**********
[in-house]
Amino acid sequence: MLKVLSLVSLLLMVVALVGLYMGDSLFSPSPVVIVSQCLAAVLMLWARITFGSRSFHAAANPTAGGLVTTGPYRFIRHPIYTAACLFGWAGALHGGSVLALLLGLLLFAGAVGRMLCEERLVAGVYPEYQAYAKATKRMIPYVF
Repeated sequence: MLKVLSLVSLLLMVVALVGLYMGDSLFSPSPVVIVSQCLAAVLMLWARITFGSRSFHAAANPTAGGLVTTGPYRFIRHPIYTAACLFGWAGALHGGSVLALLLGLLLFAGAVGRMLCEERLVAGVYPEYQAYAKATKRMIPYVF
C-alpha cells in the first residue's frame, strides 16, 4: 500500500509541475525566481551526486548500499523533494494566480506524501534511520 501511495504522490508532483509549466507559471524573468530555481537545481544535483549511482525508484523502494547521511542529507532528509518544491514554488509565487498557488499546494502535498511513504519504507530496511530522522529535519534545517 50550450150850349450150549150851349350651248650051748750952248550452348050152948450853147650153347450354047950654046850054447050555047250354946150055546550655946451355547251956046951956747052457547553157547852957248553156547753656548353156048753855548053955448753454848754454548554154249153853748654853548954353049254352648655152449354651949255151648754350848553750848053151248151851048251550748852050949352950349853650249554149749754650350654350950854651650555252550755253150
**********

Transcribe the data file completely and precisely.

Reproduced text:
[in-house]
Amino acid sequence: MLKVLSLVSLLLMVVALVGLYMGDSLFSPSPVVIVSQCLAAVLMLWARITFGSRSFHAAANPTAGGLVTTGPYRFIRHPIYTAACLFGWAGALHGGSVLALLLGLLLFAGAVGRMLCEERLVAGVYPEYQAYAKATKRMIPYVF
Repeated sequence: MLKVLSLVSLLLMVVALVGLYMGDSLFSPSPVVIVSQCLAAVLMLWARITFGSRSFHAAANPTAGGLVTTGPYRFIRHPIYTAACLFGWAGALHGGSVLALLLGLLLFAGAVGRMLCEERLVAGVYPEYQAYAKATKRMIPYVF
C-alpha cells in the first residue's frame, strides 16, 4: 500500500509541475525566481551526486548500499523533494494566480506524501534511520 501511495504522490508532483509549466507559471524573468530555481537545481544535483549511482525508484523502494547521511542529507532528509518544491514554488509565487498557488499546494502535498511513504519504507530496511530522522529535519534545517 50550450150850349450150549150851349350651248650051748750952248550452348050152948450853147650153347450354047950654046850054447050555047250354946150055546550655946451355547251956046951956747052457547553157547852957248553156547753656548353156048753855548053955448753454848754454548554154249153853748654853548954353049254352648655152449354651949255151648754350848553750848053151248151851048251550748852050949352950349853650249554149749754650350654350950854651650555252550755253150